New research: Cost and taste drive food choices

Queenslanders are more likely to choose nutritious and healthier food and drink options if they are more readily available and reasonably priced, according to recent Health and Wellbeing Queensland (HWQld) commissioned research. 

HWQld recently released the Queensland Consumer Market Research for Food Environment Study (2022) Insights Report, which collected consumer perspectives of healthier food and drink options in out-of-home settings, such as restaurants and cafes, sporting facilities and hospitals.  

Health and Wellbeing Queensland Chief Executive Officer, Dr Robyn Littlewood, commended the report findings which were based on a survey of 1,255 Queensland adults from across the state who were asked about their experiences and opinions when eating out of home, including the main drivers behind their food choice. 

‘At Health and Wellbeing Queensland, we rely on cutting-edge research to understand the drivers behind food purchasing behaviors to better inform our initiatives to support more Queenslanders to enjoy balanced, nutritious meals,’ Dr Littlewood said. 

‘We commissioned the Queensland Consumer Market Research for Food Environment Study (2022) Insights Report, to gather insights for public health initiatives which prioritise making healthy food more readily available and affordable for all Queenslanders. 

‘Through our initiatives such as A Better Choice and Gather + Grow we are responding to feedback from Queenslanders that they would consume healthier food and drinks if they were more easily accessible.’ 

Key findings from the Insights Report include: 

  • 85% of adults reported that they eat out at least once a month. 
  • The main reasons Queenslanders choose to eat out-of-home are for a treat, value for money, and for convenience. 
  • Food and drink choices in out-of-home settings are primarily determined by the cost of menu items, the perceived taste of food and the food preferences of children (for those respondents who have children).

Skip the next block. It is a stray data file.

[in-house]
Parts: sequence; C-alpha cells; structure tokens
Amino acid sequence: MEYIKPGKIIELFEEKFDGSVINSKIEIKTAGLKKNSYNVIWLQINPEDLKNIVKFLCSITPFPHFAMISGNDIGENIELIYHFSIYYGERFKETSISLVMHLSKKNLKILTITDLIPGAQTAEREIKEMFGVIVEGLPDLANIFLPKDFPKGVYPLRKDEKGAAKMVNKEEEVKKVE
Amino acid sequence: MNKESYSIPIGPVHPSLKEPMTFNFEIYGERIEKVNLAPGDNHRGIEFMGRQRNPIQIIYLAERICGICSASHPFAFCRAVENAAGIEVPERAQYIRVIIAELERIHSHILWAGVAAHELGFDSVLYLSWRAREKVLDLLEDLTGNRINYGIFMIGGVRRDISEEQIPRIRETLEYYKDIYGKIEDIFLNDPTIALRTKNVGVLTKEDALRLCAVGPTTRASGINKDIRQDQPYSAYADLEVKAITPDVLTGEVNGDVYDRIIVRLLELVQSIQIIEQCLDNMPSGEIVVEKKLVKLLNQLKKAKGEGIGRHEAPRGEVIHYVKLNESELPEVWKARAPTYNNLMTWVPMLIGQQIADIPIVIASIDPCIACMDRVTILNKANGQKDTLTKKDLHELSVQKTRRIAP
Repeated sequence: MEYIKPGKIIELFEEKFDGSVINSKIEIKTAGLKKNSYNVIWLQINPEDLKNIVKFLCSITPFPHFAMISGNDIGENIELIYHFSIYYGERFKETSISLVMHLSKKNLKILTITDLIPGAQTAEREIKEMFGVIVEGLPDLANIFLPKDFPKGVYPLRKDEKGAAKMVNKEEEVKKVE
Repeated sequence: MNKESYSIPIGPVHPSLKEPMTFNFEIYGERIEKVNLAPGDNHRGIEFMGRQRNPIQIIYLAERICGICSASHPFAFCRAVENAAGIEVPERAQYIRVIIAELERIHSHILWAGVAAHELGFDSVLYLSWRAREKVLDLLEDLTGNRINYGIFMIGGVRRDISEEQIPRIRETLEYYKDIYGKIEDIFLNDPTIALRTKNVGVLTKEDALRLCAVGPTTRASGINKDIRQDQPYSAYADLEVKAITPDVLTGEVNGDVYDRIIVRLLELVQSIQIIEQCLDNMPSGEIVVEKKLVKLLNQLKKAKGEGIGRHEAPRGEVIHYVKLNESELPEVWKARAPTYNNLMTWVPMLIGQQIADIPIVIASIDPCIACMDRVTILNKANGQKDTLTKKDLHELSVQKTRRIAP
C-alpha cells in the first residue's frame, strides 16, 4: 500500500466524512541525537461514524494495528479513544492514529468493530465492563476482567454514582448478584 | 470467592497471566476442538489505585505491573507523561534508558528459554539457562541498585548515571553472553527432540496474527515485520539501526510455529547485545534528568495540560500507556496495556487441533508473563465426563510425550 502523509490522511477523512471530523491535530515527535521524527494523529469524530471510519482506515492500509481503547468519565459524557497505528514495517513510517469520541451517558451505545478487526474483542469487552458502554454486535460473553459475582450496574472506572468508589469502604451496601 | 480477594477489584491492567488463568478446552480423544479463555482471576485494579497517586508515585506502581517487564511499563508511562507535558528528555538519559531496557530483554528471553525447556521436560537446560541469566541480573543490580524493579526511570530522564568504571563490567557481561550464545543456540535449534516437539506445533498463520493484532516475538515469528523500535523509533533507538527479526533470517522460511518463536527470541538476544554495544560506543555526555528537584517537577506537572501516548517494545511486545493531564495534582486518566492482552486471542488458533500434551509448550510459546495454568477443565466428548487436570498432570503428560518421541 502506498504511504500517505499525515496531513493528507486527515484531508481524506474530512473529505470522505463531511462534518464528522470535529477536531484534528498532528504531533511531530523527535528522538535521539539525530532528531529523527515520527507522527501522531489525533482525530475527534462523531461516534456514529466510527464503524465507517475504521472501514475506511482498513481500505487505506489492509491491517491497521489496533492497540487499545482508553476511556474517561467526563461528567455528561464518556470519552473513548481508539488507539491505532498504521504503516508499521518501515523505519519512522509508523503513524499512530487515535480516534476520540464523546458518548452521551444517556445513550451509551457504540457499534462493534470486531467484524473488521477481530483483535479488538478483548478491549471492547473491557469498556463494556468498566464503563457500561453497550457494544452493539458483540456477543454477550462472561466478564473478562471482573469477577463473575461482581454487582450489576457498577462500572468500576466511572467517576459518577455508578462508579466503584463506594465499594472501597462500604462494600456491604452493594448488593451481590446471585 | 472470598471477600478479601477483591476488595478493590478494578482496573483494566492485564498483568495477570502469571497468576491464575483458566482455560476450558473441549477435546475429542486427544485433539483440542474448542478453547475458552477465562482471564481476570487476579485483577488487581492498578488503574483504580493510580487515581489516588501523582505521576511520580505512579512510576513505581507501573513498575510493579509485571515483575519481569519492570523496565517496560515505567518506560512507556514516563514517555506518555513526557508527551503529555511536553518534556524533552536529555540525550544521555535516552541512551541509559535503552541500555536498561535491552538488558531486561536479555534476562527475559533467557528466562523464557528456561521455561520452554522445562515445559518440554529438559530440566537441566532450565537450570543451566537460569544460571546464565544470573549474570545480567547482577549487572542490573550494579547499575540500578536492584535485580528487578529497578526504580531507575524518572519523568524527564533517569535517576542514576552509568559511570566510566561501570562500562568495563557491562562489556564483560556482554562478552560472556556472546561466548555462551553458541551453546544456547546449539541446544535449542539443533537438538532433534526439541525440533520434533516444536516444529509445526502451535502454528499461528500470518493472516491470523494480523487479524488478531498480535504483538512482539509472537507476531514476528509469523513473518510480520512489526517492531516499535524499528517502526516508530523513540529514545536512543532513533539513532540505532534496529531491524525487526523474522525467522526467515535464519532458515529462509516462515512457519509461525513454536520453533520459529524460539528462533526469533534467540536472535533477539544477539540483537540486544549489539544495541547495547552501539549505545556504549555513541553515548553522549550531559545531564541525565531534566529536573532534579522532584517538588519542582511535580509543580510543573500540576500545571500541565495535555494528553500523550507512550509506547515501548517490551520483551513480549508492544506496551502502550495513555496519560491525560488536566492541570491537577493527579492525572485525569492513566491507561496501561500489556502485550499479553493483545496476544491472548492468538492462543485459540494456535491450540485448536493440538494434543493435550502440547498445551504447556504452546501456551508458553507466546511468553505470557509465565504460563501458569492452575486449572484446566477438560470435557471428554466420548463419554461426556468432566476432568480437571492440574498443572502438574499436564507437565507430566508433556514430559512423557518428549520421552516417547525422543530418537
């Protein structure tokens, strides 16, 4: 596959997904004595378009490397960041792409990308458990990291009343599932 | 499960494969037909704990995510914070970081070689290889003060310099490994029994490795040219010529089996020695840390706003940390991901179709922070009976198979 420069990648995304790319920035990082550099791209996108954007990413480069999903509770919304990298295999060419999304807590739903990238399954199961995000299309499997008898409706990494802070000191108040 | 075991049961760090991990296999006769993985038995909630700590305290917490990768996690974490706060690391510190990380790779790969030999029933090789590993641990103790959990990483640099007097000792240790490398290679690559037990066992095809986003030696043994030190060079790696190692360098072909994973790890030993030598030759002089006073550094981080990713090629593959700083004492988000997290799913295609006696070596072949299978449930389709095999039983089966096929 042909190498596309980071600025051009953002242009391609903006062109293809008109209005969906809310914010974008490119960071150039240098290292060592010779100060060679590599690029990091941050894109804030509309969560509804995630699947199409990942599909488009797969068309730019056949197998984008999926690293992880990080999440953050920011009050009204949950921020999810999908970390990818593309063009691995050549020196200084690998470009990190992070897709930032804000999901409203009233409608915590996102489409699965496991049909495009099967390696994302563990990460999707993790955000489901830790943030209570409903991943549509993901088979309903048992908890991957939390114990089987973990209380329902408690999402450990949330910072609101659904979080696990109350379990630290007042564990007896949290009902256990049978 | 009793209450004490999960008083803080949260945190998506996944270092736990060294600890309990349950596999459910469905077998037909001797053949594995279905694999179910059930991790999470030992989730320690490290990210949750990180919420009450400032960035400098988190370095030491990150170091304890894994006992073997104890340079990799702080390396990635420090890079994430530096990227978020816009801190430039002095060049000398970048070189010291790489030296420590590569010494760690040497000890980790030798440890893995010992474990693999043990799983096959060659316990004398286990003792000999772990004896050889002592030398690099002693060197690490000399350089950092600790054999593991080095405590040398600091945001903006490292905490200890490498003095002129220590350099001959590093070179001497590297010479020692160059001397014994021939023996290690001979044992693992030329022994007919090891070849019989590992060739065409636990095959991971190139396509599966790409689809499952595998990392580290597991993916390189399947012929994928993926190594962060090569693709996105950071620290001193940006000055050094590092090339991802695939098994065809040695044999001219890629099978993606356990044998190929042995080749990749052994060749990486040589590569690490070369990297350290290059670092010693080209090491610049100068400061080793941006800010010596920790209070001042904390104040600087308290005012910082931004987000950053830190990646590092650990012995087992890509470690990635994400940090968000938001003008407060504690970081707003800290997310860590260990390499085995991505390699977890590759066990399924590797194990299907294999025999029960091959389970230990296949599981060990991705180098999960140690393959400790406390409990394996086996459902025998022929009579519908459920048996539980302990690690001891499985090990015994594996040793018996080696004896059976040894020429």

• The largest barriers to healthy eating out of home are perceived high costs, lack of availability of healthier options and the perception that healthier food does not taste good. 
  • More than half of respondents considered that it was extremely or very important for healthier food and drink options to be available in environments out of the home. 

The report findings were further confirmed when 2 Masters of Dietetics students from Bond University, Olivia Georgilopoulos and Ashley Eso, joined HWQld as part of their course placement, and designed and delivered a survey to gather the perspectives of Queenslanders around access to healthier options in supermarkets and stores. 

From left, Bond University students Olivia Georgilopoulos and Ashley Eso conducted market research for A Better Choice at 4 locations including Sunnybank Plaza Shopping Centre. 

Of their key survey findings*, 85% of respondents said that buying healthy food is important, and there was a high level of support for increasing the availability and promotion of healthy food and drinks in supermarkets. The most influential factors on food purchasing decisions were found to be price, health or nutrition, and taste or food preference.  

Together, the research findings strengthen our commitment to making healthy food and drink options more readily available to all Queenslanders through wide-ranging initiatives which include A Better Choice, and Gather + Grow (including the Healthy Stores project). Read more about A Better Choice

*Note: This data is limited to the confines of a 6-week student placement and a small sample of 139 responses from a survey at four Brisbane locations. More comprehensive research would be required to verify the applicability of findings across Queensland. For more information, contact